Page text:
Conspiracy mentality and political orientation across 26 countries

Imhoff, Roland; Zimmer, Felix; Klein, Olivier; Ant贸nio, Jo茫o H.C.; Babinska, Maria; Bangerter, Adrian; Bilewicz, Michal; Blanu拧a, Neboj拧a; Bovan, Kosta; Bu啪arovska, Rumena; Cichocka, Aleksandra; Delouv茅e, Sylvain; Douglas, Karen M.; Dyrendal, Asbj酶rn; Etienne, Tom; Gjoneska, Biljana; Graf, Sylvie; Gualda, Estrella; Hirschberger, Gilad; Kende, Anna; Kutiyski, Yordan; Krek贸, Peter; Krouwel, Andre; Mari, Silvia; 膼or膽evi膰, Jasna Milo拧evi膰; Panasiti, Maria Serena; Pantazi, Myrto; Petkovski, Ljupcho; Porciello, Giuseppina; Rabelo, Andr茅; Radu, Raluca Nicoleta; Sava, Florin A.; Schepisi, Michael; Sutton, Robbie M.; Swami, Viren; Th贸risd贸ttir, Hulda; Turja膷anin, Vladimir; Wagner-Egger, Pascal; 沤e啪elj, Iris; van Prooijen, Jan Willem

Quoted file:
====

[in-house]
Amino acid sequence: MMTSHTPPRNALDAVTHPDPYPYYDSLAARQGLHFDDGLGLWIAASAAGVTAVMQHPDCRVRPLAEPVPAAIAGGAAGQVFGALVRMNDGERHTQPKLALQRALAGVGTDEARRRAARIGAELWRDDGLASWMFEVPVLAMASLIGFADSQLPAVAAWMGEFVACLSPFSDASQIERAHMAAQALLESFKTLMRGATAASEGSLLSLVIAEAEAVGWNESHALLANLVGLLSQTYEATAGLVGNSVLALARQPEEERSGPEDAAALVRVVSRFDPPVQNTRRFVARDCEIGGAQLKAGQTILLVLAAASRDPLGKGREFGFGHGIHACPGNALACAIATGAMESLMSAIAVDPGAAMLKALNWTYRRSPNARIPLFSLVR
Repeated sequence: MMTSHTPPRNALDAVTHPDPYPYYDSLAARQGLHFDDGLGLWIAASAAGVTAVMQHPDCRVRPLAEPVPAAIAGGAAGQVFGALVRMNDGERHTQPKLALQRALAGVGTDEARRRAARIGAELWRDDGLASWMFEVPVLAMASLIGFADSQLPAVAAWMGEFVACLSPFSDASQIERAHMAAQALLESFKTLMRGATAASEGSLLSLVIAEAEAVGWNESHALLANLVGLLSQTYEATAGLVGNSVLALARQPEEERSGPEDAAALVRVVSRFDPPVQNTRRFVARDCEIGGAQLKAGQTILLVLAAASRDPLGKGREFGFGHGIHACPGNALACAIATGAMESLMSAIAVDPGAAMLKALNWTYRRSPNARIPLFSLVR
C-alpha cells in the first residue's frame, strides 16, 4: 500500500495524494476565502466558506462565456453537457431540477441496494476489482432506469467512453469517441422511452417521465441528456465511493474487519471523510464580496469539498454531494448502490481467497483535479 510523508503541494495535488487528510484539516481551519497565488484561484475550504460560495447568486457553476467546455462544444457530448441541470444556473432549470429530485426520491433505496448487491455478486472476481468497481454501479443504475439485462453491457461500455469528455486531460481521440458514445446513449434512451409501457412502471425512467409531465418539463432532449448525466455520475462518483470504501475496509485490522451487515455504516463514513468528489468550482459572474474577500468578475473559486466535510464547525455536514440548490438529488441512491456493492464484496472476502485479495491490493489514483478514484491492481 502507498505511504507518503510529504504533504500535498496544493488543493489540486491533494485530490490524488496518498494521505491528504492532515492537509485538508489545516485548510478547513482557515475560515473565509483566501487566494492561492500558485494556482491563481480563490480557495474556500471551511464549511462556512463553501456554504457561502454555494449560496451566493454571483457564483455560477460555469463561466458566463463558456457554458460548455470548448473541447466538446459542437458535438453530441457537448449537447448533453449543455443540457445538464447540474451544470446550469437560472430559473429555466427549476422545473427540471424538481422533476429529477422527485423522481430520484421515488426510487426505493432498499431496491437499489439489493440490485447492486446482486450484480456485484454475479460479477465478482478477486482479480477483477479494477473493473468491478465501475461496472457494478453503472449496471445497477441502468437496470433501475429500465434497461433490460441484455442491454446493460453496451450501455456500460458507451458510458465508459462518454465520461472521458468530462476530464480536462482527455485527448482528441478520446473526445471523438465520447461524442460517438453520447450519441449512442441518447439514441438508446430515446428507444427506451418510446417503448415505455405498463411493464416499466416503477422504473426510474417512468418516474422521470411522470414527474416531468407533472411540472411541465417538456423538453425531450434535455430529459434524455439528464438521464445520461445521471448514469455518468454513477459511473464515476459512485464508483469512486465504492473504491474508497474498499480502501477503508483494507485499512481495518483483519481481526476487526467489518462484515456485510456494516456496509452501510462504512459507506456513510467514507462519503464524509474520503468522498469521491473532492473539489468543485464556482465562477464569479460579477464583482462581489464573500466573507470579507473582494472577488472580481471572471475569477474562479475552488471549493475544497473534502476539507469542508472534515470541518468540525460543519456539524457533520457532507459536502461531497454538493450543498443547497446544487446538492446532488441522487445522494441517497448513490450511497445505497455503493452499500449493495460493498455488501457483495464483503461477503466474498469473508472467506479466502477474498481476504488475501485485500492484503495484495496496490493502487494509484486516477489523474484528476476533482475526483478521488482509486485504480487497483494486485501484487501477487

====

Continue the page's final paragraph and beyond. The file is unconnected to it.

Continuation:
Nature Human Behaviour

People differ in their general tendency to endorse conspiracy theories (that is, conspiracy mentality). Previous research yielded inconsistent findings on the relationship between conspiracy mentality and political orientation, showing a greater conspiracy mentality either among the political right (a linear relation) or amongst both the left and right extremes (a curvilinear relation). We revisited this relationship across two studies spanning 26 countries (combined N = 104,253) and found overall evidence for both linear and quadratic relations, albeit small and heterogeneous across countries. We also observed stronger support for conspiracy mentality among voters of opposition parties (that is, those deprived of political control). Nonetheless, the quadratic effect of political orientation remained significant when adjusting for political control deprivation. We conclude that conspiracy mentality is associated with extreme left- and especially extreme right-wing beliefs, and that this non-linear relation may be strengthened by, but is not reducible to, deprivation of political control.